Liens for Agistment of Horses under the Impounding of Livestock Act 1994
Note Number: AG1179 Published: January 2006 Updated: July 2014
A landholder can allow a horse (or horses) owned by another person to be kept (agisted) on their property for a fee. Such agistment fees vary widely, as do the services and facilities provided for the fee.
Agistment agreements may be a simple verbal arrangement, or ideally, a written agreement between both parties that includes details of the responsibilities of each party, agreed ongoing fees, and payment of unforseen expenses such as emergency veterinary care.
A signed written agreement between the landholder and the horse owner is highly recommended to prevent disputes arising from misunderstandings and to provide for payment defaults.
What is a lien?
Unfortunately, many horse agistment agreements are only verbal arrangements. Should a default occur in payment of fees, the landholder is left with the responsibility of feeding and caring for someone else's horse for which they are not receiving payment, with no legal way to remove the horse from the property. A lien under the Impounding of Livestock Act 1994 provides landholders with a legal process and means of recovering expenses incurred and/or a means of disposing of the horse, where payments are in default and there is no formal written agreement between the parties providing for payment defaults.
When and how does the lien provision in the Act work?
When a payment default occurs in a verbal agistment agreement in Victoria, under the Impounding of Livestock Act 1994, a landholder can create a lien over a horse. This enables them to hold the horse until the money owing is paid within a set period of time, and to sell, exchange, dispose of or destroy the horse if payment is not received by the required date. It is an offence under the Act for a person to remove a horse under a lien from the lien holder, without the permission of the lien holder.
The lien provisions in the Act only apply to horses, and only apply if there is no written agreement between the parties providing for defaults on agistment-related payments.
Under the Act, if a payment default occurs, the landholder may serve a default notice on the owner of the horse, if the horse owner has been in default for 14 or more days. The lien over the horse is created when the default notice is served.
The default notice must:
- Specify the amount of money owing for agistment and other related costs (within a maximum period of 3 months);
- Give details of the default and how the money owing was calculated;
- Inform the horse owner that a lien over the horse is held by the person issuing the notice, and that person may keep the horse until the lien is extinguished;
- Inform the horse owner how they may recover the horse, including reimbursement for extra costs incurred by the lien holder in caring for the horse during the period between the date the default notice was issued and extinguishment of the lien or 60 days (whichever occurs first), and costs incurred relating to the intended sale, exchange, disposal or destruction of the horse;
- Inform the horse owner that, if the owner has not paid the money owing within 28 days, the lien holder may sell, exchange, dispose of or destroy the horse;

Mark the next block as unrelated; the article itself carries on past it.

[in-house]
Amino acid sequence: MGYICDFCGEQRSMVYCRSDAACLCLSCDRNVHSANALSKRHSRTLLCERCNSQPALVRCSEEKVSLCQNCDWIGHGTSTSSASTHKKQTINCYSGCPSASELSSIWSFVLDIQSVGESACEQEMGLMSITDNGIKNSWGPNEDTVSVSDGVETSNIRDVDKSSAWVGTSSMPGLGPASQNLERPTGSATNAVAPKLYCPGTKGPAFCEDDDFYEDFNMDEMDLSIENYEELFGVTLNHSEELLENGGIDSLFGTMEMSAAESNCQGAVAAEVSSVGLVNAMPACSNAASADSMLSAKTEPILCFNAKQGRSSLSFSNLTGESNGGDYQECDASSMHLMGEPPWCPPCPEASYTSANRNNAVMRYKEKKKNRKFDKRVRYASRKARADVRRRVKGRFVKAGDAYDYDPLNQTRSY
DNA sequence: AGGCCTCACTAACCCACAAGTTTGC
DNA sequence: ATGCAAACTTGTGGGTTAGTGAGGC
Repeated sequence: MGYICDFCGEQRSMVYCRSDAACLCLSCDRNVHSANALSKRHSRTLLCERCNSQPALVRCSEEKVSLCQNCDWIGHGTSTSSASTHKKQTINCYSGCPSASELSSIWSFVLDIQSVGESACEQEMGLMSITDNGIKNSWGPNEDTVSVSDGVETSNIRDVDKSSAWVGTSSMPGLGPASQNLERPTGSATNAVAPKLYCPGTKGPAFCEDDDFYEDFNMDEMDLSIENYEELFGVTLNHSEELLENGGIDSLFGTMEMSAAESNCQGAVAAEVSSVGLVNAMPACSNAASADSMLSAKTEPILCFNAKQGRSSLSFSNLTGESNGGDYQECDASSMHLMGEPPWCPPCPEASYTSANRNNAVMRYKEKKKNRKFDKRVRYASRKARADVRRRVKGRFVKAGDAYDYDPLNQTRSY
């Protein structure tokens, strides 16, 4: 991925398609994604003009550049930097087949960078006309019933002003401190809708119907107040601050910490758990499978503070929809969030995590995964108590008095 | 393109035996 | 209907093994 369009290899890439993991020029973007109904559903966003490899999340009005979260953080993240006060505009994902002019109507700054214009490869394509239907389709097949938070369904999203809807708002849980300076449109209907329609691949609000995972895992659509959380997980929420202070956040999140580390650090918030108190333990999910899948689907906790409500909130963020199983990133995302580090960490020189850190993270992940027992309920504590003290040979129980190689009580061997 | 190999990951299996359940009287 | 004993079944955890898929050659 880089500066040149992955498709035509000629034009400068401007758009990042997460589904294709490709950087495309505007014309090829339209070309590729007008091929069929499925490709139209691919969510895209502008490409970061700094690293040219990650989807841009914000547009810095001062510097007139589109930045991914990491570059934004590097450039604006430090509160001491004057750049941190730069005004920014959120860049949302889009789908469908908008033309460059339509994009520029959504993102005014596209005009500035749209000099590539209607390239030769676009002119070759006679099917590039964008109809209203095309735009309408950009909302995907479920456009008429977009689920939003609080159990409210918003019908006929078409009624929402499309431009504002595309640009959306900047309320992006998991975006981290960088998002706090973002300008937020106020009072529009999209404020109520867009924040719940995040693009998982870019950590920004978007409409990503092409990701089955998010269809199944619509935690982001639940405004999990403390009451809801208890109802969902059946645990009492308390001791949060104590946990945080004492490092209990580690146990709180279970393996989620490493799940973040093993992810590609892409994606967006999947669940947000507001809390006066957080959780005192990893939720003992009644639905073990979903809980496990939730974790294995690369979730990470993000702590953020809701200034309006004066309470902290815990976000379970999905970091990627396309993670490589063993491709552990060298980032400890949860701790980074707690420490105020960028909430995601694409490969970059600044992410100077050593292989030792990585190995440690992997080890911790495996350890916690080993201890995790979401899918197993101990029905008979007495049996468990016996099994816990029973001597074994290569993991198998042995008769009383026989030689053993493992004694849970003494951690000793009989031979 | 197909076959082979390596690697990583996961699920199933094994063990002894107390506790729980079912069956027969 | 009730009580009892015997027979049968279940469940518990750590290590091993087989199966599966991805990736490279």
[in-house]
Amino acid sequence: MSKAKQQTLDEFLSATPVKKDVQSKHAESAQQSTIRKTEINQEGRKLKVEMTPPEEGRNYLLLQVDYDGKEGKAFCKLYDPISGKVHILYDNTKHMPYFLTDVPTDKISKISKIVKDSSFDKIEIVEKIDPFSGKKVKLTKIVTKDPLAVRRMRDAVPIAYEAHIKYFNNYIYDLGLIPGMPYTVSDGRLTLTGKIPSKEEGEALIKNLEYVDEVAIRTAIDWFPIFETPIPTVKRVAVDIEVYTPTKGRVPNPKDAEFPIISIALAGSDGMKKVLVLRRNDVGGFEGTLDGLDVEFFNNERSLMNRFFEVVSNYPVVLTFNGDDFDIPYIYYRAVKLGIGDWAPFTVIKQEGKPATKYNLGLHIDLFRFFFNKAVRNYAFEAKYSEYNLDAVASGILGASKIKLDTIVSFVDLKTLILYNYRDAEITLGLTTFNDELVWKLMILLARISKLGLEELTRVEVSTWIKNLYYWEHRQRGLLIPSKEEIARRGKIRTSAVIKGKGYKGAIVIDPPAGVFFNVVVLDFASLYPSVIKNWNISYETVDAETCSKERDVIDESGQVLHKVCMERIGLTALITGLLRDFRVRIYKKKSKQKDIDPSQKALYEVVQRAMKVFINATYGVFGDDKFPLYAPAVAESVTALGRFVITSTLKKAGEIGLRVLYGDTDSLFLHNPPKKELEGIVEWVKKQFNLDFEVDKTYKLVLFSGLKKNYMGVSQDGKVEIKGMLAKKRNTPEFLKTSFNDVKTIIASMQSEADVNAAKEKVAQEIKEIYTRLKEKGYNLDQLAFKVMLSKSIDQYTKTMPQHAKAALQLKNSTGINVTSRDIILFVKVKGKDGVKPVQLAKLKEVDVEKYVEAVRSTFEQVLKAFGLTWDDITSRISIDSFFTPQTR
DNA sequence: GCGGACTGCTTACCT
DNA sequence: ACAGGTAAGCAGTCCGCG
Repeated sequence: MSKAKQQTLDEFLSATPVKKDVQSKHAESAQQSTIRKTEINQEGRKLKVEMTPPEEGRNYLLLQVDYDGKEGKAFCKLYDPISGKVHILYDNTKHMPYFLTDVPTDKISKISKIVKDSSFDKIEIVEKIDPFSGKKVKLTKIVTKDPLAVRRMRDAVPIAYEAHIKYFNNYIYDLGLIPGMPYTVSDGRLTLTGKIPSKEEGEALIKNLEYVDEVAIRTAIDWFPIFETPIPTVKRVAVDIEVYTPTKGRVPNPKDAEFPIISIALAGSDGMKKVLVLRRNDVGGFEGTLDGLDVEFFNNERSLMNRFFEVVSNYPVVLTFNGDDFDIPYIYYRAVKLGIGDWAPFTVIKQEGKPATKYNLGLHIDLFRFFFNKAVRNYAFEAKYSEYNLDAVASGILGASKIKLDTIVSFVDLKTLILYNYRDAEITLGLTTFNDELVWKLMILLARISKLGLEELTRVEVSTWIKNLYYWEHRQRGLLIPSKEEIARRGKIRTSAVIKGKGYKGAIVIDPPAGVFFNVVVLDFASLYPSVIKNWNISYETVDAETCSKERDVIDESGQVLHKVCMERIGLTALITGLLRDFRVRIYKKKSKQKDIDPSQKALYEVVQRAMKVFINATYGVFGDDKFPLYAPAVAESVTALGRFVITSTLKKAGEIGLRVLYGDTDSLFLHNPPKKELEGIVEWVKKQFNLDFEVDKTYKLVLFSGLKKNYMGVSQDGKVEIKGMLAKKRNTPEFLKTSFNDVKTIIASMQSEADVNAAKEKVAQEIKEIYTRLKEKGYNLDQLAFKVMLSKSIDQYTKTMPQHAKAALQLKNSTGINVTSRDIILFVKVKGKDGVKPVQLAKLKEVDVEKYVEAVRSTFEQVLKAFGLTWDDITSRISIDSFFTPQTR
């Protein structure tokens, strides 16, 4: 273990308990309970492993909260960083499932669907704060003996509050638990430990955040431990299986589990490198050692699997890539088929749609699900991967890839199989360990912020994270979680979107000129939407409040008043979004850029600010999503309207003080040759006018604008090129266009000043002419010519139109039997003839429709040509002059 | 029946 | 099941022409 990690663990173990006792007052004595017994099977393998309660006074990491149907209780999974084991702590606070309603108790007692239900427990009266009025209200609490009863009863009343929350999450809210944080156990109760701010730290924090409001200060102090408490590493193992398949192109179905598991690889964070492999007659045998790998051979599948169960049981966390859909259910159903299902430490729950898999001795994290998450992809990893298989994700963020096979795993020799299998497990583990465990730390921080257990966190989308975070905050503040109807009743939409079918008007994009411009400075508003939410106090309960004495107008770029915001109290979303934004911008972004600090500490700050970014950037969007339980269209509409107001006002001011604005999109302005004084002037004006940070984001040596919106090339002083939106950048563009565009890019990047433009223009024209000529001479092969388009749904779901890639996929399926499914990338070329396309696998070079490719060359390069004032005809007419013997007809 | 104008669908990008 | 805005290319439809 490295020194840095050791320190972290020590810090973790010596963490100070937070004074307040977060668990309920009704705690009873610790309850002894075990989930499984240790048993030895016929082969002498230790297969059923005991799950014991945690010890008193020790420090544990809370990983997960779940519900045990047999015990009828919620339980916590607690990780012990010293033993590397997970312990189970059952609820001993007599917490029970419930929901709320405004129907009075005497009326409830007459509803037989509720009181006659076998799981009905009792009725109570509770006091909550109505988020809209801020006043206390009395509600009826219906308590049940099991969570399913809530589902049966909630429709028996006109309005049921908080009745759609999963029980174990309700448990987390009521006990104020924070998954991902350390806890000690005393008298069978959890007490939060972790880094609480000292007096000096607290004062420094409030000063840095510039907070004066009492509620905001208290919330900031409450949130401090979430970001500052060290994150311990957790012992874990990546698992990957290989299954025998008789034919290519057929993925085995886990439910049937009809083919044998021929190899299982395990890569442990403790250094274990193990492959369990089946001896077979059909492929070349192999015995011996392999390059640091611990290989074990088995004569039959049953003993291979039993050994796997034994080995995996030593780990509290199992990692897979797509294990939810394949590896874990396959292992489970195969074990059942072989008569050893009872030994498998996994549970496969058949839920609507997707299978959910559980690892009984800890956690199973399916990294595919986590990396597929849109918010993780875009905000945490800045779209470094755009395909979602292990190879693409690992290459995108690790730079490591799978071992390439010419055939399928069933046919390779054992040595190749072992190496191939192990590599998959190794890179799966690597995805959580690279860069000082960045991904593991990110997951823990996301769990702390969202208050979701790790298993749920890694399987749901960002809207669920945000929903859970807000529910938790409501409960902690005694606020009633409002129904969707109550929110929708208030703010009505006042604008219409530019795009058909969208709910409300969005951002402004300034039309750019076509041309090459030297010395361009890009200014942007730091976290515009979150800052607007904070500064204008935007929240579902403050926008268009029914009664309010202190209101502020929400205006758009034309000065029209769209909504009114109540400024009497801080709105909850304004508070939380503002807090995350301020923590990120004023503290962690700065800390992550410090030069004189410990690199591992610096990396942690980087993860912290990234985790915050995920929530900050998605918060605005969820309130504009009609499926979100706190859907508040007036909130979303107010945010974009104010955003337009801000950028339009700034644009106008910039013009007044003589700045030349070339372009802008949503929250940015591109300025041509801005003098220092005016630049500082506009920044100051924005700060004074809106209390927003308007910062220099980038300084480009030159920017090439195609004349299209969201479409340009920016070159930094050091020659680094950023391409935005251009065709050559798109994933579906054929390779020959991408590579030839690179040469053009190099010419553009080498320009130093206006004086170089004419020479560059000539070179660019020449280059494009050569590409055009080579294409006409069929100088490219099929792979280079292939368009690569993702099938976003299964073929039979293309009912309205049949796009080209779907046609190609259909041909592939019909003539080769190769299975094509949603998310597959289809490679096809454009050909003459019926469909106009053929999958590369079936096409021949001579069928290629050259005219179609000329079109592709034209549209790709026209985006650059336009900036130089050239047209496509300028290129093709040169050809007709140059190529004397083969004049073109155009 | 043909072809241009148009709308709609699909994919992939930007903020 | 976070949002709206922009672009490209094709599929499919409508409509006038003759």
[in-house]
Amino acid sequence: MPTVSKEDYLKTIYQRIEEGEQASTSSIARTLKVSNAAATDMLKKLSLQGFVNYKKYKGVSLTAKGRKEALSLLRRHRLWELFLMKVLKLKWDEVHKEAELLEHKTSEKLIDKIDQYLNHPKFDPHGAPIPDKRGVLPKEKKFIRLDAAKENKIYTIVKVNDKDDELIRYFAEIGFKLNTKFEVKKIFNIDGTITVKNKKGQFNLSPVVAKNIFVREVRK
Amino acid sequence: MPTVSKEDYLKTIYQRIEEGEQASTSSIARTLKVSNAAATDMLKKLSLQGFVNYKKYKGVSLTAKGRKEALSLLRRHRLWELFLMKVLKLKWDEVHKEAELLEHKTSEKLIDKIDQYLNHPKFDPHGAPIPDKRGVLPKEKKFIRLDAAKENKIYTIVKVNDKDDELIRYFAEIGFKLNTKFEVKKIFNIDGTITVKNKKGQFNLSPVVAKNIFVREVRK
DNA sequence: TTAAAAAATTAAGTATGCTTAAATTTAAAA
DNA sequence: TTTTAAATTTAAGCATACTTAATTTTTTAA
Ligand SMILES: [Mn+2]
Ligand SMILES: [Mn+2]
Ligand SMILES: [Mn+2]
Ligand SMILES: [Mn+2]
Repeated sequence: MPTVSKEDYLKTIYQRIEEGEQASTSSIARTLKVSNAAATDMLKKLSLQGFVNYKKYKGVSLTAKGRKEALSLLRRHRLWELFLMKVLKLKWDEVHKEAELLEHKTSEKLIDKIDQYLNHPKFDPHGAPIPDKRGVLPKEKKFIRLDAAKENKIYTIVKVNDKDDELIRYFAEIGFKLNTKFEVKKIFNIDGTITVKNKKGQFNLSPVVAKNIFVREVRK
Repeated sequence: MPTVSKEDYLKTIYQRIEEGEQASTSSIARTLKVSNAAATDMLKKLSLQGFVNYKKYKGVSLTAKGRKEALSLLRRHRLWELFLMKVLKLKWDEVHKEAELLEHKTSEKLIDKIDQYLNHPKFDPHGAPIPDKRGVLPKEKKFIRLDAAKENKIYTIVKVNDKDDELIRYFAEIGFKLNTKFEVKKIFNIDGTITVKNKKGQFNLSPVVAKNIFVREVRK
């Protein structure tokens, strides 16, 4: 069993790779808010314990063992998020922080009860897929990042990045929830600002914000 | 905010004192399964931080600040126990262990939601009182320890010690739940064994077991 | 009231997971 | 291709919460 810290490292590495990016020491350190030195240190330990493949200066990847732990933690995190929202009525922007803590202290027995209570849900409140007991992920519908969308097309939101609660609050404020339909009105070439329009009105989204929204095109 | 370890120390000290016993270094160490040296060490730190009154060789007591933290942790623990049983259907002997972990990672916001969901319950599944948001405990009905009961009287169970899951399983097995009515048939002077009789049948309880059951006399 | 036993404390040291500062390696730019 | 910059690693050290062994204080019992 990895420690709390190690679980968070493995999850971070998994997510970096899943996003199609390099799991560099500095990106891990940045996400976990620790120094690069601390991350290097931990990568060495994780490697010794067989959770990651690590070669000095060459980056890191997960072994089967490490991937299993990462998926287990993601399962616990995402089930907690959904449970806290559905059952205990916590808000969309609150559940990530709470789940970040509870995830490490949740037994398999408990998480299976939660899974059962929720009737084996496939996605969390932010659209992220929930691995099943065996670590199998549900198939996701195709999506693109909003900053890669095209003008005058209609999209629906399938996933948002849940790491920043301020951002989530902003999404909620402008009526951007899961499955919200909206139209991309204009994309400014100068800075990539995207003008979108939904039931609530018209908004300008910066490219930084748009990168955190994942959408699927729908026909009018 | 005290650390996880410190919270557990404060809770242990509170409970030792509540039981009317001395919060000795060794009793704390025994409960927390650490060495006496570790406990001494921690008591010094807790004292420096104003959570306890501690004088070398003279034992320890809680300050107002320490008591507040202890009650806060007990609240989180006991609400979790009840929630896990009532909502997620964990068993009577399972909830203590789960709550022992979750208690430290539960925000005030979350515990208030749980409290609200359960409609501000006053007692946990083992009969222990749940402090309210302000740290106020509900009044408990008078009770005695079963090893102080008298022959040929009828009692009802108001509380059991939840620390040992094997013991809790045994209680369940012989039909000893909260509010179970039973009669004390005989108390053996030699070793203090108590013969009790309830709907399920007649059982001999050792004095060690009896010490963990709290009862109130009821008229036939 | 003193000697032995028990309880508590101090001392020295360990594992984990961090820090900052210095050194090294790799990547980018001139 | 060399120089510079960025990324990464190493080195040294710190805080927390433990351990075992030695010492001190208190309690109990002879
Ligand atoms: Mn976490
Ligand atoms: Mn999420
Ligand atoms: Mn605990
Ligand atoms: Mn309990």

- Specify when the notice is taken to be served; and
- Specify the date that the notice was issued.
The default notice can be served either in person or by registered post to the horse owner's last known address. If the horse owner's address is not known, the lien holder can publish a notice in the public notices section of a daily Victorian newspaper. This notice must name the horse owner and general location of the horse, advise the horse owner of the fees that are owed, and that Part 3 of the Impounding of Livestock Act (liens) applies.
If the horse owner has not paid the money owed or come to a satisfactory agreement with the lien holder within 28 days, the lien holder can then offer the horse for sale at a public auction or by public tender, to attempt to recover their costs. The lien holder must not buy a horse that they have offered for sale (the sale must be at arms length), and must keep all records of the sale for 2 years.
The lien holder may retain from the proceeds of the sale of the horse the amount of money specified in the default notice, extra costs relating to care of the horse after the default notice was issued (maximum of 60 days) and reasonable costs associated with the intended sale, exchange, disposal or destruction of the horse. Any remaining proceeds from the sale must be paid by the lien holder to the horse owner, or if the owner can not be found, to the Consolidated Fund. If the proceeds of the sale of the horse are less than the amount owing to the lien holder, they may sue the horse owner for the remaining amount.
If the horse is offered for sale and is not sold, the lien holder may then exchange, dispose of or destroy the horse. Exchange or disposal of the horse must be at arms length. The lien holder is not required to offer the horse for sale if they obtain a certificate from a registered veterinary practitioner stating that the horse is unsuitable for sale. Additionally, the lien holder must not exchange, dispose of or destroy the horse if it has not firstly been offered for sale or unless they have a certificate from a veterinary practitioner as described above. Ownership of the horse does not transfer from the original owner to a new owner unless the disposal process described above has been followed.
Disputes about liens and the amount owed can be lodged with the Victorian Civil Appeals Tribunal (VCAT) prior to the disposal of the horse by the lien holder.
DEPI has prepared an Agistment Kit to assist landholders to use the horse agistment lien provision in the legislation.
For more information, contact the DEPI Customer Service Centre by phone on 136 186 or by email: email@example.com.